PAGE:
trying to work out Whiteley's residency. Some laws have changed, but

laws in place the year Whiteley was born are still valid today.

"They've made it so complicated," she said.

'Save his life'

Since he was 8 years old Whiteley has called Lufkin home. His family

relocated here after his father landed a job as principal at Central

High School, where he later retired after 27 years in education.

Whiteley began school at Kurth Elementary and went on to Lufkin Junior

High East. After not being allowed to play football on the middle

school team, he began running with a fast crowd, one that influenced

some bad decisions later in life, his father said. The family

instituted "tough love" and Whiteley moved out of the house at 18.

At 26, Whiteley was picked up by police on possession of marijuana

charges in Lufkin. He was sentenced to prison and served two years

before he was deported to Mexico.

A stipulation under immigration law at the time considered any drug

charge an aggravated felony offense if that person were not a lawful

citizen, Whiteley said. That pushed his case into immigration court

where his permanent resident status in the United States came under

question and he was eventually forced across the border to a country

he had never known.

Whiteley stayed three days in Mexico before he sneaked back into his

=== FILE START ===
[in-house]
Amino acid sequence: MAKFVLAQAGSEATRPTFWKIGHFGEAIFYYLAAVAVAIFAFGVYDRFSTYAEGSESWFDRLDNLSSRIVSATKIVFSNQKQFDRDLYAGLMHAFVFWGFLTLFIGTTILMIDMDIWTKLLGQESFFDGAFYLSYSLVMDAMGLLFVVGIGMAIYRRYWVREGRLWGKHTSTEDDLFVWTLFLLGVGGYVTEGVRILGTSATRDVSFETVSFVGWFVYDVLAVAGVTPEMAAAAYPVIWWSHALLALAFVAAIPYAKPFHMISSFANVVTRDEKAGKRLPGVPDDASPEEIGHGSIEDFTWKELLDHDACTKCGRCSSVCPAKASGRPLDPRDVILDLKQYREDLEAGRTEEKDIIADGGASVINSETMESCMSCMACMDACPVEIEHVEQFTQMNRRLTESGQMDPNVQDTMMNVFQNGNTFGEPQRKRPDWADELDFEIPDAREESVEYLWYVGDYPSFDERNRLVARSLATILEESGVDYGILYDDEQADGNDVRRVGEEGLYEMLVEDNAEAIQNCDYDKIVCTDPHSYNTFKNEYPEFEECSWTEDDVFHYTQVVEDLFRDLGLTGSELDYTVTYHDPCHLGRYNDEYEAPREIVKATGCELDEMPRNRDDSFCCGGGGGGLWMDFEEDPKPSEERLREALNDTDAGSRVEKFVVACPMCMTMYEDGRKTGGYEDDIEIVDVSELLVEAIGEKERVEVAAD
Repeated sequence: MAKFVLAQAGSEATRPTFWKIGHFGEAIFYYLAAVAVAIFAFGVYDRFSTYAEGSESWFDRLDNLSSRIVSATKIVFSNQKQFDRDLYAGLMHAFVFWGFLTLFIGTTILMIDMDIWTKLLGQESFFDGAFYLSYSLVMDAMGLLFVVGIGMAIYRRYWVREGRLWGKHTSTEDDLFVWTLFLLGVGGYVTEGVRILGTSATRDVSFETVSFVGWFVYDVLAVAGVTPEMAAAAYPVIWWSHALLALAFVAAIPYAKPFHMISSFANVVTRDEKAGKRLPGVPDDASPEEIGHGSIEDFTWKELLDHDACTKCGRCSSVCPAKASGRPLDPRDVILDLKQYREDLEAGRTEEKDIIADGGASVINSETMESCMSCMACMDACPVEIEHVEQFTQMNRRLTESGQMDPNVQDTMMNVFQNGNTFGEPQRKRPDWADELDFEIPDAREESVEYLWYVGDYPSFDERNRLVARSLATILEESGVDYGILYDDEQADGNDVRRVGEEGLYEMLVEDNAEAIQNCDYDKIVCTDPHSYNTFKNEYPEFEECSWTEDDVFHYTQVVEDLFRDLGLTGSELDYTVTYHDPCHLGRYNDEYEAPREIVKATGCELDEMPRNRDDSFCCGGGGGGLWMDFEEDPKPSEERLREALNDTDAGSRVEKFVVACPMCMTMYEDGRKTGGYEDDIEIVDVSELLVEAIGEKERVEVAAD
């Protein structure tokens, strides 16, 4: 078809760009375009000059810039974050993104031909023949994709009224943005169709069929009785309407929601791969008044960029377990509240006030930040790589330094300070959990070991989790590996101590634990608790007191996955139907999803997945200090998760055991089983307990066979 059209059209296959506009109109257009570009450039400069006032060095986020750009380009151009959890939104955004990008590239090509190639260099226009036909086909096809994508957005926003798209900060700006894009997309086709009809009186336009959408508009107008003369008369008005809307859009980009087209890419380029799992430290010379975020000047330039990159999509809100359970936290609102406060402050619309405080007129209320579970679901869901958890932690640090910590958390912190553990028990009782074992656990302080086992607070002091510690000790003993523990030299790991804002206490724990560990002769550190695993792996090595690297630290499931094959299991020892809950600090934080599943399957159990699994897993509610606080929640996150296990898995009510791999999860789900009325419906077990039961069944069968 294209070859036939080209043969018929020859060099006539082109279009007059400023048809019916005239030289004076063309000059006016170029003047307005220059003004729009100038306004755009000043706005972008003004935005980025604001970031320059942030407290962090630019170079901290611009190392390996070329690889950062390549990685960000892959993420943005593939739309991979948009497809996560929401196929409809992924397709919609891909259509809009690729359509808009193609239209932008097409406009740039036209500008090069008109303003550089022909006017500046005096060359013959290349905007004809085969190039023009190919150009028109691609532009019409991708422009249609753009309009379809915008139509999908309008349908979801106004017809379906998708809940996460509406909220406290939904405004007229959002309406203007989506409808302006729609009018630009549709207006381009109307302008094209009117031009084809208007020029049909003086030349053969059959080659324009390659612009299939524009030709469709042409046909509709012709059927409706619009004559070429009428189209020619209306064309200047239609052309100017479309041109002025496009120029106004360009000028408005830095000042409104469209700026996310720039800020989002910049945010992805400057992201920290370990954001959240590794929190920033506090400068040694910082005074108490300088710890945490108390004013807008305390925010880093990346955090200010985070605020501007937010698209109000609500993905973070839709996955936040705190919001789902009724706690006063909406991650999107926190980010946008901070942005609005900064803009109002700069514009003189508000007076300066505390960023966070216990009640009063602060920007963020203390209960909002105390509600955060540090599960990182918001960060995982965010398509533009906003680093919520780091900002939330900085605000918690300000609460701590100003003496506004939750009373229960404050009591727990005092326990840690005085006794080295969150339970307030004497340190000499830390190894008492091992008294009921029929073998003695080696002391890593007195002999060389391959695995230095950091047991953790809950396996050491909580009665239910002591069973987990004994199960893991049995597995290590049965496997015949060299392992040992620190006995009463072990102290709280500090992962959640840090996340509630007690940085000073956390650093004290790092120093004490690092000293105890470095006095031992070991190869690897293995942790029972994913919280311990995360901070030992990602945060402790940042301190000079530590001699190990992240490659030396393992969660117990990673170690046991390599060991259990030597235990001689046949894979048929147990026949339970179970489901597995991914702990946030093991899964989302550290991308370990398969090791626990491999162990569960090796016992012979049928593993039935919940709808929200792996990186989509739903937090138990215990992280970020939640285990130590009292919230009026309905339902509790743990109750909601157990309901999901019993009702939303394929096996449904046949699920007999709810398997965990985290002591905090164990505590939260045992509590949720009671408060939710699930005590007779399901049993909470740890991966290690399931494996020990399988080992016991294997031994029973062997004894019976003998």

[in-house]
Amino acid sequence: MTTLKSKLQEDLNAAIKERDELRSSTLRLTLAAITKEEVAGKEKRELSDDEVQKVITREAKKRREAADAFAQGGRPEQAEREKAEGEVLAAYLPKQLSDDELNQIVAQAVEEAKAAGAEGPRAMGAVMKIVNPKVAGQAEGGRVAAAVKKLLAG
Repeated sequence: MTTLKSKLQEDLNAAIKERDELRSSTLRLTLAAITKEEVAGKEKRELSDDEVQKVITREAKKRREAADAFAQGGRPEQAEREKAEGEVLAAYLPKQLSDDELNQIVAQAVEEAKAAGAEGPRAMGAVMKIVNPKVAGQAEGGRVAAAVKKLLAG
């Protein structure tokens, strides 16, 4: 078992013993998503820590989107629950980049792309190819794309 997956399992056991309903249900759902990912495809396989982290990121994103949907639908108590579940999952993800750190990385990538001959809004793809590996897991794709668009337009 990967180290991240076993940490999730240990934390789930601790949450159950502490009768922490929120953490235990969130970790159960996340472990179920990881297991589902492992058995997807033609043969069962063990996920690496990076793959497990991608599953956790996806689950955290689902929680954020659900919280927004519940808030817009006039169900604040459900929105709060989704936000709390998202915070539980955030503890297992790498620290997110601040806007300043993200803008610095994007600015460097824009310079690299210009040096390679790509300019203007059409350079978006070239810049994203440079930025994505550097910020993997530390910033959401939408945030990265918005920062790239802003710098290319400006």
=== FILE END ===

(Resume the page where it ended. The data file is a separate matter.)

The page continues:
home country. He was picked up at a work site in Ohio and deported

back to Mexico. That didn't stop him from coming back time and time

again until in 2007 when he was charged with a felony offense for

illegal re-entry — a virtual death sentence for any legal effort to

return to the United States, according to a report published Sunday by

the McAllen Monitor on Whiteley's case.

"In the end, this was my fault," he told a reporter with the Monitor.

"I should have pushed through earlier and gotten my citizenship. I

committed a crime, and I paid that price. But now, I feel like I'm

still being punished."

Whiteley said a lot of people are not able to look past his criminal

record when assessing his case.

"That should have no bearing on my citizenship," he said. "I am a U.S.

citizen by every requirement of the law."

As it turns out, Whiteley's situation is more common than one would


The government has mistakenly locked up, deported or denied entry to

dozens of lawful U.S. citizens based on suspicion alone. A study done

by the non-profit Vera Institute for Justice in 2007 found 322 people

with claims to citizenship detained in 13 of the nation's immigration

prisons, according to the Monitor's report.

For Whiteley's case, there is a ray of hope in a bill being drafted by

Congress. U.S. Senate Bill 1359, introduced by Sen. Mary L. Landrieu

(D-La.), amends the Immigrations and Nationality Act to give automatic

citizenship for a child adopted outside the United States by a U.S.

citizen parent. The bill called the Foreign Adopted Children Equality

Act or the FACE act applies to those over and under the age of 18. If

passed, Whiteley could be given citizenship.

Until that time comes, Whiteley said he is trying to do anything he

can to get back to his family. He has four children — two young ones

and two older ones.

"I've missed a lot of their life due to what's going on now. I just

hope one day that it all can change," he said.

Whiteley has resorted to media coverage in hopes that someone familiar

with immigration law can help him get home.

"He's trying to do everything he can to save his life," his father


2009 Sep 15